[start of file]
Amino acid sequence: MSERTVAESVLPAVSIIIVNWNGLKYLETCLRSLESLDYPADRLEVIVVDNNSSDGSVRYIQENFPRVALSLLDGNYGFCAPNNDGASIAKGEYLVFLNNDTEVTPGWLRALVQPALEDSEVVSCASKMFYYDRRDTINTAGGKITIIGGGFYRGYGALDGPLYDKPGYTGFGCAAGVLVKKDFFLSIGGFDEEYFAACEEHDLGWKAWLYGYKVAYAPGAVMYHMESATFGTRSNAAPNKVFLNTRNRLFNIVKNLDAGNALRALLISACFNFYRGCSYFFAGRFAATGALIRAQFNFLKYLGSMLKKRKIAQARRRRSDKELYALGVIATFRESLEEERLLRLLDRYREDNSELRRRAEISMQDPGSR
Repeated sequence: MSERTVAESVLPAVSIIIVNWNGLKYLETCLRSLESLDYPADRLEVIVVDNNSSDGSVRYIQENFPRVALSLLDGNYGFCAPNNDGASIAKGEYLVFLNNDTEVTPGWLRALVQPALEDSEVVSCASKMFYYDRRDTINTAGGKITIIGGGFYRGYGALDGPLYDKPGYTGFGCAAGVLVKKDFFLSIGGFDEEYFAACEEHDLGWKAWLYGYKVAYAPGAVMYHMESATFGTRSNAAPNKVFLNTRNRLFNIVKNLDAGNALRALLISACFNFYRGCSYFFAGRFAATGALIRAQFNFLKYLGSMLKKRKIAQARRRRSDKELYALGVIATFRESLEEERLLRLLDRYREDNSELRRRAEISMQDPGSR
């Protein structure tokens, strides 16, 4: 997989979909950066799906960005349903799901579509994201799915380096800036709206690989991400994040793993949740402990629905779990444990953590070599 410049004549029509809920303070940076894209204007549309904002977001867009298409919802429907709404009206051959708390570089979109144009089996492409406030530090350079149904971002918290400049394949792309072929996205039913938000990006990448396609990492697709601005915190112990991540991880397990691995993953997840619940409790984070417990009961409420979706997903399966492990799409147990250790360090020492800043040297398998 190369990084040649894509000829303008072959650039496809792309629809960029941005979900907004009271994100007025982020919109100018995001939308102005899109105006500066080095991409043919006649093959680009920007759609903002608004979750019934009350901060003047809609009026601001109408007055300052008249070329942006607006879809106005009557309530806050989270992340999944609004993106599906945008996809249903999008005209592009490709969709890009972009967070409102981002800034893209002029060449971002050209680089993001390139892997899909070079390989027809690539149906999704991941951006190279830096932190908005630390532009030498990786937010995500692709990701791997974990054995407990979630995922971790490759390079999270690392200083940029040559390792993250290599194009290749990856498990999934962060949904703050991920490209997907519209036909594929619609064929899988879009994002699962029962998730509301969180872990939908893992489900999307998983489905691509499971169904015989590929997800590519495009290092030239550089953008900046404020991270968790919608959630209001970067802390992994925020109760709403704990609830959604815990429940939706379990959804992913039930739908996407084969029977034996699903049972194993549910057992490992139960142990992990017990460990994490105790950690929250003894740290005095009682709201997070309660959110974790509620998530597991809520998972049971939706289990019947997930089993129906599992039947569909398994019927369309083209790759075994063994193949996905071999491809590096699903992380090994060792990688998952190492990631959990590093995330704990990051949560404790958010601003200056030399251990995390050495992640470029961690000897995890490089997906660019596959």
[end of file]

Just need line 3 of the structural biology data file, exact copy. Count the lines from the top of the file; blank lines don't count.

């Protein structure tokens, strides 16, 4: 997989979909950066799906960005349903799901579509994201799915380096800036709206690989991400994040793993949740402990629905779990444990953590070599 410049004549029509809920303070940076894209204007549309904002977001867009298409919802429907709404009206051959708390570089979109144009089996492409406030530090350079149904971002918290400049394949792309072929996205039913938000990006990448396609990492697709601005915190112990991540991880397990691995993953997840619940409790984070417990009961409420979706997903399966492990799409147990250790360090020492800043040297398998 190369990084040649894509000829303008072959650039496809792309629809960029941005979900907004009271994100007025982020919109100018995001939308102005899109105006500066080095991409043919006649093959680009920007759609903002608004979750019934009350901060003047809609009026601001109408007055300052008249070329942006607006879809106005009557309530806050989270992340999944609004993106599906945008996809249903999008005209592009490709969709890009972009967070409102981002800034893209002029060449971002050209680089993001390139892997899909070079390989027809690539149906999704991941951006190279830096932190908005630390532009030498990786937010995500692709990701791997974990054995407990979630995922971790490759390079999270690392200083940029040559390792993250290599194009290749990856498990999934962060949904703050991920490209997907519209036909594929619609064929899988879009994002699962029962998730509301969180872990939908893992489900999307998983489905691509499971169904015989590929997800590519495009290092030239550089953008900046404020991270968790919608959630209001970067802390992994925020109760709403704990609830959604815990429940939706379990959804992913039930739908996407084969029977034996699903049972194993549910057992490992139960142990992990017990460990994490105790950690929250003894740290005095009682709201997070309660959110974790509620998530597991809520998972049971939706289990019947997930089993129906599992039947569909398994019927369309083209790759075994063994193949996905071999491809590096699903992380090994060792990688998952190492990631959990590093995330704990990051949560404790958010601003200056030399251990995390050495992640470029961690000897995890490089997906660019596959």